Murphy-Goode did a not so goode job of managing their recent social media campaign for the Wine Country Lifestyle Correspondent.
That’s what I thought as I was putting my video together and observing the campaign, but I kept it to myself.
I read the fine print–the fine print on the site that said the Top 50 would be selected by an HR firm. The fine print didn’t say anything about the Top 50 being selected by the voters or that popularity had anything to do with it.
Knowing this, I still encouraged my friends and family to vote for me–as well as my network of friends and their friends and friends of friends at the college where I teach, through twitter and through facebook. And I didn’t make public my musings about what the upshot would be if a popular candidate wasn’t chosen.
Today’s SF Chronicle however, is not keeping quiet–and neither is top vote getter Martin Sargent. They published a story today about Sargent who used his social media savvy to attain many thousand more votes than anyone else. According to their story, Sargent got 6,000 votes.
Which surprised me because watching his video he didn’t impress me. But it wasn’t about the video–it was getting his network to vote for him.
His network came out for him. I remember seeing that he had over 6,000 votes when other top 10 vote getters like one of my favorites Hardy Wallace had under 2,000. I happened to be on-line at midnight 24 hours before they were to announce the Top 50. I was checking the number of votes people had when all of a sudden, the site changed and I saw the Top 50. I tweeted the results, facebooked and emailed a few of the Top 50 I knew or had gotten to know as well as congratulating VinTank’s Paul Mabray that 7 of the 8 candidates he was advising had made the cut.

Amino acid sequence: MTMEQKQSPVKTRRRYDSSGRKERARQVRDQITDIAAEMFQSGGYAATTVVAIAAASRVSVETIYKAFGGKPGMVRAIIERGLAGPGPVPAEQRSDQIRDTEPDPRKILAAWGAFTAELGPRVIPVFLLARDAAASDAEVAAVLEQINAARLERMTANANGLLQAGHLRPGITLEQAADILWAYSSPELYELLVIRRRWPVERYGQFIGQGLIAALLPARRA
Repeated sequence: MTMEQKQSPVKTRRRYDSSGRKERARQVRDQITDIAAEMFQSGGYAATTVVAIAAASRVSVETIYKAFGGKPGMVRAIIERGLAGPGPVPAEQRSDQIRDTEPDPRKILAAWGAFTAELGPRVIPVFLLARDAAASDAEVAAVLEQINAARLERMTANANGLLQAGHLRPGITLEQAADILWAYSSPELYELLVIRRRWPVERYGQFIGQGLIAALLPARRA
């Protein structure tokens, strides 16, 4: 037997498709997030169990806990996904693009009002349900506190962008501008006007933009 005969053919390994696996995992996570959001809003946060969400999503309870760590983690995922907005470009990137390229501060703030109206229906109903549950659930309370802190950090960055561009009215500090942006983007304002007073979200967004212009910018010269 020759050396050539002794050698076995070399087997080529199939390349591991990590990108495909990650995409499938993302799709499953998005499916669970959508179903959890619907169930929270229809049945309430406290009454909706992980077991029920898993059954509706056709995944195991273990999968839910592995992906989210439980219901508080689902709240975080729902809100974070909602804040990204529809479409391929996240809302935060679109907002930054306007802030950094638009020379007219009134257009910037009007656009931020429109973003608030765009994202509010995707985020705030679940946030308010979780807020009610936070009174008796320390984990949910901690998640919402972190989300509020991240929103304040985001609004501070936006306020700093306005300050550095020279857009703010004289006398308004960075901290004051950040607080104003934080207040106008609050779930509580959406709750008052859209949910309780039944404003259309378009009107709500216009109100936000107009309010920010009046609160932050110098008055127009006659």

Not that I’m an expert, but I’d already been done this “Dream Job” road as a candidate for the Island Caretaker on the Great Barrier Reef job and I’d seen how social media can bite the hand that feeds it.
I saw how Island Caretaker candidate Claire somehow ended up with many thousands of votes –and heard many say how easy it is to hack a vote counting system.
I watched first hand the uproar about Julia, the Top 50 candidate dubbed the “Porn Queen” who was dropped from the campaign. I’m still getting hits on my blog post about that!
I saw how supportive, how ugly, and how bizarre a ning can get over a competition.
And I also experienced the backlash when not only I wasn’t chosen but that the choices were skewed in a way that I and my supporters didn’t approve–and many other candidates complained about as well. As much as they’re fans of the great barrier reef, my loyal friends were not too loyal anymore to the brand I’d been pushing. I know at least one candidate who decided to go to New Zealand instead of AUS when she didn’t make the Top 50.
With the Murphy-Goode job, some of my friends wondered why I was so gung-ho on what they dubbed a “goode” but not a great wine, w winery part pf a huge “family” of wineries, and a greenwashed winery at that. Wasn’t there a better winery for me to work for they asked?
A winery that’s part of a company that’s issuing lay-offs, including one to the guy who came up with the idea in the first place?
Here are some excerpts from the original SF Gate article: